r. Vaibhav Mantri and Dr. C R K Reddy write in fnbnews.com that India, being among the most poverty-stricken regions in the world, is limited in the availability of nutrient-rich food for the large population in the lower economic strata.
In bringing affordable nutrition to these people, the authors say, it would be better to avoid the dependency on non-vegetarian edible sources for fulfilling the need for proteins, vitamins, amino acids, fatty acids and micronutrients. However, production of vegetable crops needs sufficient agricultural land, and adequate water for irrigation, with substantial expenditure towards fertilizers and pesticides, which are quickly dwindling due to population upsurge.
Scientists and nutritionists are increasingly considering marine algae, or seaweeds, as wonder plants that could be incorporated into the human diet to improve the nutrition of India’s large vegetarian community. Apart from micro-elements, vitamins and fibers, they are rich sources of polyunsaturated fatty acids (PUFA) – mainly long chain omega-3 fatty acids.
According to a report published on utilization of marine resources worldwide for human consumption, 65% of 221 marine algae have been exploited for edible purposes. And they are increasingly being utilized as food items apart from gelling agents, garnishing agents, condiments, soups, green tea and spice.
Novel products, such as low sodium salt of botanical origin, have been developed by CSIR-Central Salt and Marine Chemicals Research Institute, in Bhavnagar, India. This salt is prepared using the red alga Kappaphycus alvarezii – which is commercially being cultivated widely in India’s tropical waters – and the common halophyte Salicornia brachiata, which is abundantly available.
The marine algal tissue selectively accumulates higher amounts of potassium salt. The salt contains 30% potassium chloride and 65% sodium chloride. The potassium helps in the slackening of muscles, thus it is medically prescribed for hypertension patients. This salt is also naturally fortified with microelements, especially magnesium and iron. The free flowing salt can be obtained without any chemical processing.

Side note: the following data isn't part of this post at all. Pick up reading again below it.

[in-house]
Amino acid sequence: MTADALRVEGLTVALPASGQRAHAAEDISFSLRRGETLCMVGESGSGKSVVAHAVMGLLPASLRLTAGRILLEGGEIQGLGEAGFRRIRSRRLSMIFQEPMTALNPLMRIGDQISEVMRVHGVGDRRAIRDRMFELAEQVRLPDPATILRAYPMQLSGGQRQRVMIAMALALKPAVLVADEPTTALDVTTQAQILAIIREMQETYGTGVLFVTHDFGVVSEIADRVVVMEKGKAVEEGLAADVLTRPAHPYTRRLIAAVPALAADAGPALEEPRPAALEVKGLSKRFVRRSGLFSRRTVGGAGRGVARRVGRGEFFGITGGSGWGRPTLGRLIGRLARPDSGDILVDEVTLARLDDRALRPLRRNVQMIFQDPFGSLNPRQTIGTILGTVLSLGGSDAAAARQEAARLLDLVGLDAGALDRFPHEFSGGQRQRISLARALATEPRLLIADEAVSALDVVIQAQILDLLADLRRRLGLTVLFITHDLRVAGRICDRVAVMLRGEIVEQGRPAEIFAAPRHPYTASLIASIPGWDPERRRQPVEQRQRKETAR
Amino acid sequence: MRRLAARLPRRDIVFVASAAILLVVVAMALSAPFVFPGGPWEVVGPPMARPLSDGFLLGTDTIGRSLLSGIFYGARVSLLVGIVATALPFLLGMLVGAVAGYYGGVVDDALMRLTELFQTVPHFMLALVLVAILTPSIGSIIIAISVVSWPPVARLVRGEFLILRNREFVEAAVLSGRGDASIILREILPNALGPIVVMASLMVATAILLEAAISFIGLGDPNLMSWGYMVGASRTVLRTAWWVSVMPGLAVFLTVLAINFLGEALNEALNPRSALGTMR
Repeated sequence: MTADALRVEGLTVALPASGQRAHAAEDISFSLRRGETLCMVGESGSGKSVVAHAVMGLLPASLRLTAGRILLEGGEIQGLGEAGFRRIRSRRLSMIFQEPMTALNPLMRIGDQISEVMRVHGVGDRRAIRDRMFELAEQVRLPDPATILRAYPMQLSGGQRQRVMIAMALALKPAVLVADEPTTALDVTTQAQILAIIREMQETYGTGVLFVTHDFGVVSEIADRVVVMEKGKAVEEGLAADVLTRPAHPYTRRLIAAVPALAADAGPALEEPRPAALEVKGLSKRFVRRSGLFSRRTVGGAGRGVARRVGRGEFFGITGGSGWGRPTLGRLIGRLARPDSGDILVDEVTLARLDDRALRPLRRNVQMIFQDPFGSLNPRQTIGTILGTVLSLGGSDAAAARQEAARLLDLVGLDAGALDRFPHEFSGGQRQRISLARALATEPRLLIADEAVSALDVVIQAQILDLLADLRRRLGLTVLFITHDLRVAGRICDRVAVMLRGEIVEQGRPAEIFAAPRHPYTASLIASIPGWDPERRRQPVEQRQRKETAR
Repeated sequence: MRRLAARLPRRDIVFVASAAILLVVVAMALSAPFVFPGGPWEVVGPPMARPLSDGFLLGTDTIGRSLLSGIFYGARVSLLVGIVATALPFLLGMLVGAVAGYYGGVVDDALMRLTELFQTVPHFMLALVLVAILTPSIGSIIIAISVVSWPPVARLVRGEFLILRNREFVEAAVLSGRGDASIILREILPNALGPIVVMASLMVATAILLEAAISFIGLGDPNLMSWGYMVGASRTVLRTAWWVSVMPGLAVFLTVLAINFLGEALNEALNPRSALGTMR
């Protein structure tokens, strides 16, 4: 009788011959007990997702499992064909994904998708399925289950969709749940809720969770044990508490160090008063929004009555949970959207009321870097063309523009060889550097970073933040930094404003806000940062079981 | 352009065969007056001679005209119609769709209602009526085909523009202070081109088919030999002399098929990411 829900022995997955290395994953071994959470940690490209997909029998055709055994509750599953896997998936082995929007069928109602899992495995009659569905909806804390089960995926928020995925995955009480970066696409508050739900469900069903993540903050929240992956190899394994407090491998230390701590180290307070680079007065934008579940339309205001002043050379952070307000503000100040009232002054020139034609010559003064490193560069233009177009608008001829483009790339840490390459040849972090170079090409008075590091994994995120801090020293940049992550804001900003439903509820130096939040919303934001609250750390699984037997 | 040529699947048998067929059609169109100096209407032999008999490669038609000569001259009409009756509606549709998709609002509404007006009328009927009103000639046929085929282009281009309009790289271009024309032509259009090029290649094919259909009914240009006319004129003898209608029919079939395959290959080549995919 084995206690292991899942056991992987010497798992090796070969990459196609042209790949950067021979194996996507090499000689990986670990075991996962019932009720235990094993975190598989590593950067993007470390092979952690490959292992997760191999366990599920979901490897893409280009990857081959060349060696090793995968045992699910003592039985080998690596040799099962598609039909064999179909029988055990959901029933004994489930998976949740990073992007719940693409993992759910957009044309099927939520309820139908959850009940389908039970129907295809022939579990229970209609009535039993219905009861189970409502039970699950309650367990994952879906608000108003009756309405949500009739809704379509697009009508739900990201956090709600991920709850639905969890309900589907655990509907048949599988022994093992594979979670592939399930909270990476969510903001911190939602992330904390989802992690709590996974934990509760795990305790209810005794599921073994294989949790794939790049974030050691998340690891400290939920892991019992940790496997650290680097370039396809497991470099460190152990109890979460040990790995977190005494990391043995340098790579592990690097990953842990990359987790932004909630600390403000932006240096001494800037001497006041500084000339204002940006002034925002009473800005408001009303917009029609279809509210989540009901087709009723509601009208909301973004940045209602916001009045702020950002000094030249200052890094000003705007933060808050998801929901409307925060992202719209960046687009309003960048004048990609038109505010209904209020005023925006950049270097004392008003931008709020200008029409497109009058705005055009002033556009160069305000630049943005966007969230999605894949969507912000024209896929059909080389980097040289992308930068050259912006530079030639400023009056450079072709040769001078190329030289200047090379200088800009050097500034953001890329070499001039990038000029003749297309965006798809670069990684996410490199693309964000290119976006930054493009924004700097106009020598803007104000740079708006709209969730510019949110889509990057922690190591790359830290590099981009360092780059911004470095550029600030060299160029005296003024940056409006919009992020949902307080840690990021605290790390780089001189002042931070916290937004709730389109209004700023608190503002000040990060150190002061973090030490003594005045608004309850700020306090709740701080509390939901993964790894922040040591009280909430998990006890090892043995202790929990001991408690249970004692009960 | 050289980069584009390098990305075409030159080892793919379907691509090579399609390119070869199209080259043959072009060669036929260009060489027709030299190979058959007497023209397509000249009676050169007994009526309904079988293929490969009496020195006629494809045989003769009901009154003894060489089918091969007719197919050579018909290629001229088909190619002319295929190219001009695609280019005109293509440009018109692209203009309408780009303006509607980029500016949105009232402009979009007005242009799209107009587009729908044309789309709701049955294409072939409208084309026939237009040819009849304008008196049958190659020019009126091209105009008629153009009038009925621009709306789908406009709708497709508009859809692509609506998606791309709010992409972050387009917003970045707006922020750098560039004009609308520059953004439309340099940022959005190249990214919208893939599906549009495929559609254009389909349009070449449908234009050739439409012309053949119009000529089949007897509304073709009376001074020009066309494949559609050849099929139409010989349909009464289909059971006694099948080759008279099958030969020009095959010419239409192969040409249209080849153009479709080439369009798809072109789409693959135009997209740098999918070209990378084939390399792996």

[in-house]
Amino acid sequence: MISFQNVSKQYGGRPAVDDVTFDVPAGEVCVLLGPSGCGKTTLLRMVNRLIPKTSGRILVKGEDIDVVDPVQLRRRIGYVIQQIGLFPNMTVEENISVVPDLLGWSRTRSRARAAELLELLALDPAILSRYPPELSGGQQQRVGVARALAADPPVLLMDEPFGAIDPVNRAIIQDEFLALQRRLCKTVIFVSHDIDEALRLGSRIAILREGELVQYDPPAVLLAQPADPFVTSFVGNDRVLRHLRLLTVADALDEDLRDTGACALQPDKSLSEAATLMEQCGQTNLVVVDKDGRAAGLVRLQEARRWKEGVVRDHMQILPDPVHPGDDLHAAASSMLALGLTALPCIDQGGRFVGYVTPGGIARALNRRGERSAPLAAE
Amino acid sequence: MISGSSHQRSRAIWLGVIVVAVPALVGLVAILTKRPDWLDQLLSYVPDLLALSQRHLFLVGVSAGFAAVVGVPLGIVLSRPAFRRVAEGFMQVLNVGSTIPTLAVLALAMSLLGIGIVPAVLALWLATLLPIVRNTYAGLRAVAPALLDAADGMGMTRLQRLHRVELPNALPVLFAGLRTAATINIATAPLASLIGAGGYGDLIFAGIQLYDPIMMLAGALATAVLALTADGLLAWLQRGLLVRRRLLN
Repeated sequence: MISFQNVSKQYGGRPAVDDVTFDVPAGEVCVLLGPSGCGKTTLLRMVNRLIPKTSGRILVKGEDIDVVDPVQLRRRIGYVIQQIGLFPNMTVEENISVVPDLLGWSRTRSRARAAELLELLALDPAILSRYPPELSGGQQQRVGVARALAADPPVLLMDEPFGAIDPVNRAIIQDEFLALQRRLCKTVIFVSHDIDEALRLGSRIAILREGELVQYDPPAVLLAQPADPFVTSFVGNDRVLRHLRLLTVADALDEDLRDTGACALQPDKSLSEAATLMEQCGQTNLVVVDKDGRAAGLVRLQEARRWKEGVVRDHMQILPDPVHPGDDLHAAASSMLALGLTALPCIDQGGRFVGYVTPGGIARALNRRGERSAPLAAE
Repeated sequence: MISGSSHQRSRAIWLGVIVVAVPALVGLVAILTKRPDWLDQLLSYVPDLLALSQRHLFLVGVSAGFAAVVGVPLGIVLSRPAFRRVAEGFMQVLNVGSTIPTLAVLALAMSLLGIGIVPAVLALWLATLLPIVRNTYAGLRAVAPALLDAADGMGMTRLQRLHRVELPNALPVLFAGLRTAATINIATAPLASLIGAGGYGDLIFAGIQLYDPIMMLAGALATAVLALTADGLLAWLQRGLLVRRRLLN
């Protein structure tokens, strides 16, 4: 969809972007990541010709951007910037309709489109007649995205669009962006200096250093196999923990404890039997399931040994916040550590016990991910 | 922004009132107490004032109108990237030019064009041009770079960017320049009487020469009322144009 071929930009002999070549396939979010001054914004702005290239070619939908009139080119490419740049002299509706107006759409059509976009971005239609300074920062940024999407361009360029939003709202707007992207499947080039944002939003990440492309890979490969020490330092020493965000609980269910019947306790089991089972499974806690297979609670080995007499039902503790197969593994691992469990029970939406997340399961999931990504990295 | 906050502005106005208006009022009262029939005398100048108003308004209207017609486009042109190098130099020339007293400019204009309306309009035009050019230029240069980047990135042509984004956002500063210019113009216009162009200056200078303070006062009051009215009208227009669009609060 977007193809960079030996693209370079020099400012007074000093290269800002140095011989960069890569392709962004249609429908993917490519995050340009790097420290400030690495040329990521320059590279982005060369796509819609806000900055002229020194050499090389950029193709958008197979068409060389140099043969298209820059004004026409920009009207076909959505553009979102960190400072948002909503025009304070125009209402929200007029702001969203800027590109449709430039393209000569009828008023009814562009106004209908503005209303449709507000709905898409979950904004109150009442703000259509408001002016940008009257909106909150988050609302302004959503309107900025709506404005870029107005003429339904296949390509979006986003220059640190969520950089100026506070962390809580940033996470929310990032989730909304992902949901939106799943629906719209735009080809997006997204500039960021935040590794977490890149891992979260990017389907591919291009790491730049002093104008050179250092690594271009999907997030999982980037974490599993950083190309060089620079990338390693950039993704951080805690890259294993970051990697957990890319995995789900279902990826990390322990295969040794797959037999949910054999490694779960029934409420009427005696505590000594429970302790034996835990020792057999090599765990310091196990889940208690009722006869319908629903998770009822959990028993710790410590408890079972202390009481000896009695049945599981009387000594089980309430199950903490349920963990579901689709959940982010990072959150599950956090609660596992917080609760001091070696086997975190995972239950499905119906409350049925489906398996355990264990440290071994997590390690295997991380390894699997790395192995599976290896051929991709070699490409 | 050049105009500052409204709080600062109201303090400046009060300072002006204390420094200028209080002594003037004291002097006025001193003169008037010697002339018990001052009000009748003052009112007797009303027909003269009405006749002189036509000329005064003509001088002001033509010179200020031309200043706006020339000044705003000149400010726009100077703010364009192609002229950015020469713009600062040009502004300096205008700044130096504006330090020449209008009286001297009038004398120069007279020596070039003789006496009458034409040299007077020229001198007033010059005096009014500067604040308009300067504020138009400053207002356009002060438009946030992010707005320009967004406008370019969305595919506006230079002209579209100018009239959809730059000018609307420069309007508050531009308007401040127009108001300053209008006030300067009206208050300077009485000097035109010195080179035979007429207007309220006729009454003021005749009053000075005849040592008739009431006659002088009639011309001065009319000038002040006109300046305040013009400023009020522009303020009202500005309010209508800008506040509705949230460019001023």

The second novel product developed from Kappaphycus alvarezii is a refined juice for potential health drink applications. The juice contains iodine, magnesium, calcium, sodium, zinc, phosphorus and iron, and some of the compounds help brain function and boost immunity.
The marine algal biomass can also be used in India’s snack food industry. The research conducted by CSIR-Central Food Technological Research Institute, Mysore, and CSIR-Central Salt and Marine Chemicals Research Institute has shown that the incorporation of the common edible green alga Enteromorpha in snack food such as pakora can increase iron and calcium content about five-fold.
The calorific values of most of the marine algae are low, which makes them ideal candidates for developing anti-obesity food products. Other compounds such as soluble fibers, antioxidants, amino acids, and vitamin B12 can improve the dietary content of snack food.
The food industry in India is worth around US$155 billion, and is expected to reach about US$344 billion by the year 2025, with annual increase of about 4.1%. The share of snack foods alone is US$3 billion with a growth rate of around 15-20% per annum. Close to 1,000 types of snack foods are available. The market is driven by creating innovative snack foods, and thus there are plenty of opportunities for creating marine algal-based snack food industries in India.
The authors are scientists from Marine Algal Research Station, Council of Scientific and Industrial Research and Central Salt and Marine Chemicals Research Institute, Council of Scientific and Industrial Research.